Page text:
Violating the environmental tenets of treading lightly and maintaining a small footprint removes wind power from the green category. It’s just too big and sprawling, and will only get more so. There’s a large aesthetic gap between different types of renewable power, and the word “renewable” generally ignores the fossil fuel production factor in all infrastructure.

    PNAS just released a study hyping the future industrialization of our oceans with untold numbers of large wind turbines (600-700 feet or taller) echoing the 2009 Jacobson/Stanford scheme for 3.8 MILLION of them with little concern for what that would do to nature. It’s been hard to get many offshore projects built (e.g. off the UK and America) because many people still care about natural scenery and the historical sense of place.

    The first U.S. offshore wind factory is easily visible from Rhode Island, and others will be similar, so it’s nonsense that they can eliminate onshore blight. Offshore wind turbines will likely never be out of sight of land, and will cause even more interference with bird flyways and shipping lanes. Installing and maintaining them is no picnic, either. You can’t just summon a utility truck and climb those monsters when something goes wrong. They also leak oil and when the nacelles catch fire, all kinds of junk is rained down. Marine environments are bad for mechanical devices.

    The people hyping wind energy usually argue that ocean junk like plastic and shore debris is a menace, yet they want to increase man-made artifacts in the ocean to extreme levels with high visibility. It takes a lot of spin to call that green. You can barely see the Pacific garbage gyre (not downplaying its seriousness) but today’s environmentalists cherry-pick what they consider OK or not OK, with callous disregard for this new lost scenery, always changing the subject to older coal and oil blight. The mere fact that people are getting subsidized electricity does not determine environmental progress.

    The current number of wind turbines (over 250,000) is not even providing 1% of the global energy supply per several studies. Electricity alone can’t run modern societies for heavy industry and transport. Even if the world was spiked with millions of ugly wind turbines it’s doubtful they’d contribute more than 5% to pragmatic total energy use, at a very high aesthetic cost. Also keep in mind that the population keeps growing and the energy benchmark is rising as more people try to modernize.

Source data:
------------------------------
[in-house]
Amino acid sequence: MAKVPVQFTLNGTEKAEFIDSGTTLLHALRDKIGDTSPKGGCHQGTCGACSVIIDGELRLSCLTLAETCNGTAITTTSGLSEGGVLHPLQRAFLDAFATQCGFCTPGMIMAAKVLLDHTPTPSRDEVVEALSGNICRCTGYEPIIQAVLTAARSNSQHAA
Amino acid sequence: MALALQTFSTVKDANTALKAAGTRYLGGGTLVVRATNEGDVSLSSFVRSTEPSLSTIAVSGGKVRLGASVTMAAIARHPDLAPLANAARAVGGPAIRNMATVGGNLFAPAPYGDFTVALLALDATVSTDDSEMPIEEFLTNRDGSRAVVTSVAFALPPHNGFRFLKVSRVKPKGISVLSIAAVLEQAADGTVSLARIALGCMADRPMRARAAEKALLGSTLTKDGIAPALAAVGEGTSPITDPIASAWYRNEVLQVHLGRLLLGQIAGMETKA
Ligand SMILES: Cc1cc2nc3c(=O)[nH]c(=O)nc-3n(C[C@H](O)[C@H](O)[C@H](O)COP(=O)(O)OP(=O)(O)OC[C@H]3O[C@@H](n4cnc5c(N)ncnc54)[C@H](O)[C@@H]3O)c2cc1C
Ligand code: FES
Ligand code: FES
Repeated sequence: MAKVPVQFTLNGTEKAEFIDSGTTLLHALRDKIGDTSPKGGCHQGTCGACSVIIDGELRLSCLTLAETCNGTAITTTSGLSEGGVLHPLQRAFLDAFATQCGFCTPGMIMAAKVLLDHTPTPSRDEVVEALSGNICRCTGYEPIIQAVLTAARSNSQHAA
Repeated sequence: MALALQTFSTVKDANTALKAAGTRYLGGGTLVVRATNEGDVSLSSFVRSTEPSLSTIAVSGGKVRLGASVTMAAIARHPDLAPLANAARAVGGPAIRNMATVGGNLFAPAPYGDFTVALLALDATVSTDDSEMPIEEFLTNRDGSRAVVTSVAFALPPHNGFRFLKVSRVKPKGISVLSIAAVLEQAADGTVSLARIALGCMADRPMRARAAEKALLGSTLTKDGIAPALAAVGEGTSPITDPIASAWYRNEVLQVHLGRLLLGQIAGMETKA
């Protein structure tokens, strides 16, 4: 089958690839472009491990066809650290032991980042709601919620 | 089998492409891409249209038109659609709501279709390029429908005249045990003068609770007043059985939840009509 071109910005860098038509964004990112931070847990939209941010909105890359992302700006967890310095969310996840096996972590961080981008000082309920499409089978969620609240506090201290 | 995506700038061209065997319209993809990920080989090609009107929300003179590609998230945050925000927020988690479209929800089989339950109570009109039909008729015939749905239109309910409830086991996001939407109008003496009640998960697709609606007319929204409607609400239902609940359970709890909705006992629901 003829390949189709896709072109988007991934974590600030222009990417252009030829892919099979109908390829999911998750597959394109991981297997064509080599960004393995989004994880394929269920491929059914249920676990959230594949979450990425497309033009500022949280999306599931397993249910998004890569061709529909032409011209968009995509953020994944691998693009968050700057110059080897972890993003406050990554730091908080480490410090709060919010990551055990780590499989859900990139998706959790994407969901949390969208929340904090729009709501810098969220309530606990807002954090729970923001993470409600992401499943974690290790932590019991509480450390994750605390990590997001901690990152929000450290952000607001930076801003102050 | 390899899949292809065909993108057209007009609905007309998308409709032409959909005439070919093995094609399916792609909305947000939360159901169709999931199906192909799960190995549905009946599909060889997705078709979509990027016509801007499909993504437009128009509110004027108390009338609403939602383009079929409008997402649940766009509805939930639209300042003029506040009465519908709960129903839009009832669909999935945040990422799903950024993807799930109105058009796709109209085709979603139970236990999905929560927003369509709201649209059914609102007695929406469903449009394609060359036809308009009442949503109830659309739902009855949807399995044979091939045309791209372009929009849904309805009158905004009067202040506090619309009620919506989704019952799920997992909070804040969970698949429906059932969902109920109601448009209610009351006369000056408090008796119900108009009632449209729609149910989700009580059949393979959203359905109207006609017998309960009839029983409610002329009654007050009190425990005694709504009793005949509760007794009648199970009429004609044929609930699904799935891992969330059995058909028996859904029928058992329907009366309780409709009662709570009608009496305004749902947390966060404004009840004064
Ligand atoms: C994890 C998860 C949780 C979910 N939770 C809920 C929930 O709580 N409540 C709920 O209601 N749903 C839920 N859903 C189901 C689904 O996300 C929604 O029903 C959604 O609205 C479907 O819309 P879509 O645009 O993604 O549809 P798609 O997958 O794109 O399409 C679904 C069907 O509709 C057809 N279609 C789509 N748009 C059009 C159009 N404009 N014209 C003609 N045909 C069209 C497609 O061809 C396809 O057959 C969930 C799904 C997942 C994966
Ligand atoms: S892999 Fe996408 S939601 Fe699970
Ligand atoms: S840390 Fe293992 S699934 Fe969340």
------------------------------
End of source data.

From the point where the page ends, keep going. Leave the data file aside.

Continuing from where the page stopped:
P.S. If I don’t reply to comments, it’s because they’re always the same canned diversions, like “would you rather live near a coal mine?” (far more people see wind turbines now) and “cats are killing more birds” (wind power kills different species and will kill more as it grows, plus more bats are now killed by wind turbines than anything else man-made). Wind-defenders are blind to those facts and push a narrow type of environmentalism that sacrifices the bulk of nature for people-centered climate concerns. Good podcast on that topic:

    • With respect.
      What is your solution. ?
      I guarantee within a dozen years even you will start asking why wasn’t something done to prevent or minimise this.

      Clean coal
      Very expensive and not a major reduction in CO2, plus what do you do with the toxic sludge and fly ash.
      All those storage lakes are a danger in themselves

      Coal gas
      major reduction in CO2
      Relatively expensive and with a massive toxic waste issue

      Including Thorium which has some nasty precursors
      Toxic waste
      Time taken to build – starting now 10 years to come on line

      That toxic waste is an additional existential threat to our only biosphere